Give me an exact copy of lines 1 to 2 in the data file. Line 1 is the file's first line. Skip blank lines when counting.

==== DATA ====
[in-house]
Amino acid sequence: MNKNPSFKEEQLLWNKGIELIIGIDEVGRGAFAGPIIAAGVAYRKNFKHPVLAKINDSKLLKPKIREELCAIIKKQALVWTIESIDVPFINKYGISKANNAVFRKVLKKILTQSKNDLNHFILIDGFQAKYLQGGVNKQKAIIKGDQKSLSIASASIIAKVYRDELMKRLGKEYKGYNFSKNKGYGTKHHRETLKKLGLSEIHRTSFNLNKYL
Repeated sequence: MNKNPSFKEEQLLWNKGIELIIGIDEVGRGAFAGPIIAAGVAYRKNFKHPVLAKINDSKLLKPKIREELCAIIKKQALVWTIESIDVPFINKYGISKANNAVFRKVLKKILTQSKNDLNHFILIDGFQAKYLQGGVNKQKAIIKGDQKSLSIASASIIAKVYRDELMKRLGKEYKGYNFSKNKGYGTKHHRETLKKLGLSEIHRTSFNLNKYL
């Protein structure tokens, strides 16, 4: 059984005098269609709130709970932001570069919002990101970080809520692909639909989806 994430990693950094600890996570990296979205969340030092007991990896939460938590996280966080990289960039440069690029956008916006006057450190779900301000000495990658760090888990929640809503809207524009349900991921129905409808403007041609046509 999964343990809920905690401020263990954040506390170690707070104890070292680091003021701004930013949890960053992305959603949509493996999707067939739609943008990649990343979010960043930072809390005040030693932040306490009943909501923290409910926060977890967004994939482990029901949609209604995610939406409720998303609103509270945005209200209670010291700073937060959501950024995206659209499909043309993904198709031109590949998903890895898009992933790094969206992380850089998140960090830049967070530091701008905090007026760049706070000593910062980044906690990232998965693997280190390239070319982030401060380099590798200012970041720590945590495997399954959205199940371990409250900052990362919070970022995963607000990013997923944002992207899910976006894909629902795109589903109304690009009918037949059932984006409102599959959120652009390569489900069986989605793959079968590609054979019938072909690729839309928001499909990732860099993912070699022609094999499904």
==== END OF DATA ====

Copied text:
[in-house]
Amino acid sequence: MNKNPSFKEEQLLWNKGIELIIGIDEVGRGAFAGPIIAAGVAYRKNFKHPVLAKINDSKLLKPKIREELCAIIKKQALVWTIESIDVPFINKYGISKANNAVFRKVLKKILTQSKNDLNHFILIDGFQAKYLQGGVNKQKAIIKGDQKSLSIASASIIAKVYRDELMKRLGKEYKGYNFSKNKGYGTKHHRETLKKLGLSEIHRTSFNLNKYL